Not all second album stories, though, are marked by such difficulties or friction. A number of bands exist in a comfortable space between experimenting and sticking to a successful formula. Take jangly folk rockers Swarathma, for example. The band (the only Indian group to have its own iPhone app) hopes to have its second album ready by early 2011. Swarathma’s self-titled first was recorded layer by layer, instrument by instrument, like most studio albums are. But the band wants to move away from this into a more raw live sound. “We recorded a single—Yeshu Allah aur Krishna—about a year back for the British Council’s Soundpad project and that we did live,” says violinist Sanjeev Nayak. “For our second, we want to record all the songs this way.”
Mumbai jam band Something Relevant is going in the opposite direction. The band’s debut, Feels Good 2B Live, was recorded live, without overdubs, in a studio. For their follow-up, they want to go layer by layer, instrument by instrument. “We hope to start recording in December,” says guitarist Tanmoy Bhattacharjee. “The songs sound completely fresh, we’ve simplified our sound quite a bit.” Just back from performing at the Edinburgh Festival Fringe, the band has been previewing new material on its website.
For other bands, such as Bangalore’s Lounge Piranha or Malayalam rockers Avial, the second album has forced a rethink. Avial previewed very little in the way of new songs after the departure of vocalist Anand Raj Benjamin Paul in 2009, but have recently begun opening their shows with a fresh track called Ayyo.
For Lounge Piranha, the departure of bassist Rohan Ramesh after their debut Going Nowhere led to a strange situation. “After Rohan left, we continued to write music— with George, Kamal and me playing as a trio, without bass. It was strange, but very quickly we learned to play our instruments differently and started seeing it as an interesting musical idea,” says vocalist Abhijeet Tambe. “The sound is a total breakaway from Going Nowhere.” Shalini Mohan supports the band on bass, but the first 30-40 minutes of a Lounge Piranha show sees them playing this new material as a trio, with Mohan joining in for a second half that covers their older material.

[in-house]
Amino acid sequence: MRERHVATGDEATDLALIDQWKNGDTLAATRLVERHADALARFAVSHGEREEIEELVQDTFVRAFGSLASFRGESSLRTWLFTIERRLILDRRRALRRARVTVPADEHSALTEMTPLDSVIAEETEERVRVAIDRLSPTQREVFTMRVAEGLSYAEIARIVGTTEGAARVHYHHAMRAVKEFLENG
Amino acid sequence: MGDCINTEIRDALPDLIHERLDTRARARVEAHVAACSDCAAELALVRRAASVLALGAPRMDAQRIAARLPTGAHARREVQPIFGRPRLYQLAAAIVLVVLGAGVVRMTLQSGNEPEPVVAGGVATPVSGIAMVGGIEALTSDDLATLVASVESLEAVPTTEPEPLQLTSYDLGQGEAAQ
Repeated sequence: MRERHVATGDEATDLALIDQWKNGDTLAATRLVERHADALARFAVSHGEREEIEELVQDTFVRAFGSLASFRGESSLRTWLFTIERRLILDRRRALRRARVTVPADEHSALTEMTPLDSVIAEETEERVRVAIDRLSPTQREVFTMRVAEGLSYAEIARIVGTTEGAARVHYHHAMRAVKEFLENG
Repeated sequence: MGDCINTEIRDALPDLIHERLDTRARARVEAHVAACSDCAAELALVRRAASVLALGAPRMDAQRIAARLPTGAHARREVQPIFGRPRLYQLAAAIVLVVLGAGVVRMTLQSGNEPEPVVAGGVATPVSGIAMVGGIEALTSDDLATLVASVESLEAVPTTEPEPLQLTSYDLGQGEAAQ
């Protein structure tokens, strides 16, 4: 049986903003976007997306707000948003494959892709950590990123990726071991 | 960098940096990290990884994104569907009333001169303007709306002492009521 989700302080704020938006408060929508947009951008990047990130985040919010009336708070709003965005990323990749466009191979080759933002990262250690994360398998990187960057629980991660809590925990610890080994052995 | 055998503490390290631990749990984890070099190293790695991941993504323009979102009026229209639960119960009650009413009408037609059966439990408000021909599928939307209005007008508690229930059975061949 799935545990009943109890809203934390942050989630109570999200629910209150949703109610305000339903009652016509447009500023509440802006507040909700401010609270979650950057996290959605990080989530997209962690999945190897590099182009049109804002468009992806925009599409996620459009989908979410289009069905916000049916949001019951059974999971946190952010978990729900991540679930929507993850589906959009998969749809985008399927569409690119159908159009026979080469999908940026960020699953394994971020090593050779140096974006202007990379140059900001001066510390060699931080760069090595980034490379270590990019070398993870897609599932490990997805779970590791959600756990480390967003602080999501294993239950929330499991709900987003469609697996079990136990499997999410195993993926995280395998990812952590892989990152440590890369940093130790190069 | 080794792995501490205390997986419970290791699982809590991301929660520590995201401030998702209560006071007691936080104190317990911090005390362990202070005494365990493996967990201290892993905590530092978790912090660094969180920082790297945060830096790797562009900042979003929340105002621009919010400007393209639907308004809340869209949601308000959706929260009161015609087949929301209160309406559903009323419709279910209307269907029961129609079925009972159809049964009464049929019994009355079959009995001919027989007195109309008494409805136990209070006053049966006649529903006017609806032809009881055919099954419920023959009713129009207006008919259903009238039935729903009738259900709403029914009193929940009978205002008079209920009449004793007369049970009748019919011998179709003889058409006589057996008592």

Lounge Piranha want to bring in a producer to help make their second album more “conceptually concrete”, but are also dabbling in recreating the fuzzy ambience of their cramped jam space in Bangalore. “Maybe we’ll go super low tech. Make a grungy, lo-fidelity album. That would be nice.”
For all these bands, albums contribute very little to their finances, and serve mostly as markers—a portfolio of what they represent at a particular point in time. Sometimes, the delays associated with getting it recorded make even that advantage redundant. “Our third and fourth albums actually didn’t exactly represent our ‘current’ sound,” says Taaq’s Mani. “We were so determined to get the best possible quality for the mix that the albums, when they finally made it to the market, were already ‘old material’.”
So, in today’s age of free Web downloads, why is the full-length album still important? “Going by the rule of thumb that a lot of your fans are like yourself, we believe these folks are the kind of listeners that like albums,” says Mani. “I like the concept of hearing a suite of songs arranged by one artiste with some deeper objective.”
“It does such a fantastic job of promoting your stuff,” says Tambe. “Fans will listen to songs 30 times before coming to a show.” He reckons it was their debut album that kept them alive during their six-month hiatus after Ramesh’s departure. “We thought we had to start from square one—who knew where the fans were?”
Their recent “comeback show” at Bangalore’s Alliance Française had the “first eight-nine rows” filled with “complete strangers holding copies of the album, shouting lyrics”. Tambe found out they’d purchased the album and became converts. “Small bands know their diehard fans. I didn’t recognize any of these faces.”